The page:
Day 298: The Michigan League Allstars

I was only 8, so you’d think my dad’s memory of that summer would be better than mine. Listening to him talk about it makes you wonder why I’m not in the Hall of Fame by now.

We were living in Ann Arbor for the summer because my dad had a post-doctorate fellowship at The University of Michigan. My mom was probably going insane trying to entertain me in a strange town where neither of us had friends. It was already half way through the season, but somehow she was able to get a local baseball league to take me on. She also found a nice old woman who smelled of spit and cedar to give me clarinet lessons. Or was it cello? I can’t remember. All the forced instrument playing blends together at some point.

The team was coached by graduate students. Some of them knew how baseball worked, and others just yelled flamboyantly from the bench while grading undergraduate exams. It wasn’t a serious league. Those are usually in big business towns and coached by whoever’s dad is the richest. College towns don’t have serious sports because most of the kids are children of academics with gigantic heads and bad hand-eye coordination.

I was put in at first base. On the fourth batter of the inning, I threw out a runner at third while standing on first. That’s a long accurate throw for a kid, long enough that I started the next inning as pitcher. As my father tells it, I struck out 3 batters on 9 pitches. Nine straight heaters right down the middle. The opposing coach demanded to see my birth certificate. No 8 year old had an arm like that. My coach happened to have it handy (because this is my Dad’s version of the story), and I proceeded to strike out the side in the next inning as well. As the season progressed, I became the most feared pitcher in the whole league.

10 years later, my father’s professor friend stopped me on the campus of Ohio Wesleyan University where I went to college. He was drunk and berated me for pursuing higher education when I could have instead been a goddam major league pitcher.

What really happened? Well, I threw the ball pretty hard, and a lot of the time I threw strikes. I struck out some batters on three pitches, but I think I walked a lot more of them on four. I hit the back stop 2 or 3 times each inning because I had trouble keeping my pitches down. There was no controversy surrounding my age, only about my out of state eligibility. When I returned to Ohio, I tried pitching but everyone else was throwing junk already, and batters were hammering my predictable high heat. I moved back to first base within weeks, and a few weeks after that I was ridin’ the pine. My team was coached by the pitcher’s dad who owned the local cement company.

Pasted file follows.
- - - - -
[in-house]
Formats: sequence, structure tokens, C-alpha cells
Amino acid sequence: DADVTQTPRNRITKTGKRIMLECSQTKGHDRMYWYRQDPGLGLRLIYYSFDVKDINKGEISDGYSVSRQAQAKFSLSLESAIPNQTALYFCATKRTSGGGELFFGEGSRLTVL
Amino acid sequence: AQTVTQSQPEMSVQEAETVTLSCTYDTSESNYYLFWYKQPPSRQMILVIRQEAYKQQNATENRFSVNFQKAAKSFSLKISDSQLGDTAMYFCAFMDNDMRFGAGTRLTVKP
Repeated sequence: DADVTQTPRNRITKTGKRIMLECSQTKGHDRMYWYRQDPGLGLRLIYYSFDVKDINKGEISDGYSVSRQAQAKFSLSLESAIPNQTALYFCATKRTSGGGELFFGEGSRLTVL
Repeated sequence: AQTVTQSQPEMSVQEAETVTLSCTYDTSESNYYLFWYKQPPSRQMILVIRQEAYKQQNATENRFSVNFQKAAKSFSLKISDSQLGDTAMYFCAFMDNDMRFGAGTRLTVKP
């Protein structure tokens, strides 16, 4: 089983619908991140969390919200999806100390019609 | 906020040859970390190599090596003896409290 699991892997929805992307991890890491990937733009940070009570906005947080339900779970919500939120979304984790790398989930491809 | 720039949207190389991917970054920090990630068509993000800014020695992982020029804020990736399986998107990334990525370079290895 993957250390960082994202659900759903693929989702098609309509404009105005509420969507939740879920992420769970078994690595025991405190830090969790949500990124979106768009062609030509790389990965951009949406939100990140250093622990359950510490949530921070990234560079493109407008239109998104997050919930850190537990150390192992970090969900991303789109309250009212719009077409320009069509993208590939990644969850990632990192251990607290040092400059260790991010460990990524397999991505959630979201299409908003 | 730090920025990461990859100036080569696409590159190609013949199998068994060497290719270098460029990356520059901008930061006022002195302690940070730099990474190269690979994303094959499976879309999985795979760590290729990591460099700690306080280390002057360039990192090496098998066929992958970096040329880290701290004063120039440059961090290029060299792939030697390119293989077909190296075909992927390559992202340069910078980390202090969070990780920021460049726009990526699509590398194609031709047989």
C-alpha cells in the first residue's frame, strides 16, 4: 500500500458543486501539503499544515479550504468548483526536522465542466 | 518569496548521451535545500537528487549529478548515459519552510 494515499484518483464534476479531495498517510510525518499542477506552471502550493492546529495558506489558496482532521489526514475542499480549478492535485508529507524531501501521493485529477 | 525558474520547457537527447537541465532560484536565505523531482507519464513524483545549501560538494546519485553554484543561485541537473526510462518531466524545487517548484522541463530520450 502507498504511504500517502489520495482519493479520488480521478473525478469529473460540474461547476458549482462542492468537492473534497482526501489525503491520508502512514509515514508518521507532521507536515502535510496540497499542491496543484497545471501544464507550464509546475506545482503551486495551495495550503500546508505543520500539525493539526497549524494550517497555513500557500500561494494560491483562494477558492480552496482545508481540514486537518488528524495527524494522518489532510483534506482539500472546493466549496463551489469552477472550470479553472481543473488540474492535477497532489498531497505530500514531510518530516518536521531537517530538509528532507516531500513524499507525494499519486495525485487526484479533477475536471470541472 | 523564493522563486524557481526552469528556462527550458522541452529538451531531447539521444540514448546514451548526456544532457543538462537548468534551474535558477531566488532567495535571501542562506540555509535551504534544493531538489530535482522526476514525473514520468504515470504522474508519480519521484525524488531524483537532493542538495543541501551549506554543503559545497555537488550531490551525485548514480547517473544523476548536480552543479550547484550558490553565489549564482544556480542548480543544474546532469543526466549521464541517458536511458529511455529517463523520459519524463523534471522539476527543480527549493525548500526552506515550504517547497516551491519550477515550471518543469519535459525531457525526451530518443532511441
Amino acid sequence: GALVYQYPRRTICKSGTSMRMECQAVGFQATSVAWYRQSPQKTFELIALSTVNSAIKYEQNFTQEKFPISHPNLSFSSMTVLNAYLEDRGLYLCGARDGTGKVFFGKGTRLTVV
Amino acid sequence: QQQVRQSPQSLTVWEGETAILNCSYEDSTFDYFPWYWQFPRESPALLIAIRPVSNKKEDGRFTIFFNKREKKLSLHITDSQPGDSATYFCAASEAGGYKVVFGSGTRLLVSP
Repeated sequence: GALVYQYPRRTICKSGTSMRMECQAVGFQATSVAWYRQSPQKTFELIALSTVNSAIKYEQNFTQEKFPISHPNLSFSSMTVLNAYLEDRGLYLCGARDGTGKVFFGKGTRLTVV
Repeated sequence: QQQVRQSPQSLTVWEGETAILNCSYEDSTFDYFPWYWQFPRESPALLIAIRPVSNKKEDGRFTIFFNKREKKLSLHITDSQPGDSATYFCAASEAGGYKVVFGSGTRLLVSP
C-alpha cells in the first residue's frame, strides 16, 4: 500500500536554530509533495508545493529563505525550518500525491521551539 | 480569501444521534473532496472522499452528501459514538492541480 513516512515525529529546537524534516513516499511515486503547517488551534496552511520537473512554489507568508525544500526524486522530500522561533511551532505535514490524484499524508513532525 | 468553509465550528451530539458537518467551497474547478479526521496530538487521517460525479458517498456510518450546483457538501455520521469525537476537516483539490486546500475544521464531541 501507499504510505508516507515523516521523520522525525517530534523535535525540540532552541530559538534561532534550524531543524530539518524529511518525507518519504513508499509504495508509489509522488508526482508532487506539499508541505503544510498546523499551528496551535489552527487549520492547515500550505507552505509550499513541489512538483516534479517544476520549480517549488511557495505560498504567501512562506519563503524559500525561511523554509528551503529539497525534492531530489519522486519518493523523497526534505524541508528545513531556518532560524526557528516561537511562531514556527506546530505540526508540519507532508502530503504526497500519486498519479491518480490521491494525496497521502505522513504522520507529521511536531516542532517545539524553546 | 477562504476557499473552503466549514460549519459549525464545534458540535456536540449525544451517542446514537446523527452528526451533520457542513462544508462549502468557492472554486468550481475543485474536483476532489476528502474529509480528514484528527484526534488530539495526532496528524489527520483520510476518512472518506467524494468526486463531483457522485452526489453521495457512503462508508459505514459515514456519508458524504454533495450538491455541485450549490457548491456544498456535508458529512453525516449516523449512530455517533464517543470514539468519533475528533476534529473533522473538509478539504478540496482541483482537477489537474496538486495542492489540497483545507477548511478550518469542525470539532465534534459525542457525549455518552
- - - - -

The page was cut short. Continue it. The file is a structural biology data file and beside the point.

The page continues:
It’s a great feeling to have a dad who’s proud of you. It’s even better to have a dad who’s proud and knows how to embellish a story enough to turn you into a legend. I’m looking forward to my son Silas hitting a 600 ft home run when he’s 9.

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salina says:

How nice of your family. My family likes to sit around the dinner table and talk about how bad I was at softball. It is common for my mom to cry laughing remembering how when I was the catcher, I couldn't even get the ball all the way to the pitcher. It's nice to be loved!

Lori says:

My dad still talks wistfully about the telescope I built in the 3rd grade for a science fair.

It's the same conversation every time. He'll reminisce. I'll laugh and remind him that it built it from spare binocular parts, working out the focal length and such on his own, spray-painting the cardboard tube black on his own, and that generally the whole thing was his idea and his project. My science teacher was so impressed with it that he wanted me to display it with some other science projects at the local mall, and was confused when I didn't seem proud of it. My dad calls it my telescope, and I call it his.

Will I do this to my kids too? Oh, probably.

shannon says:

its the same with my dad and a bridge model i had to do for fifth grade that as far as i can remember my only participation was getting yelled at to stay back while he was cutting the wood but to hear him tell it i should be a world famous bridge designer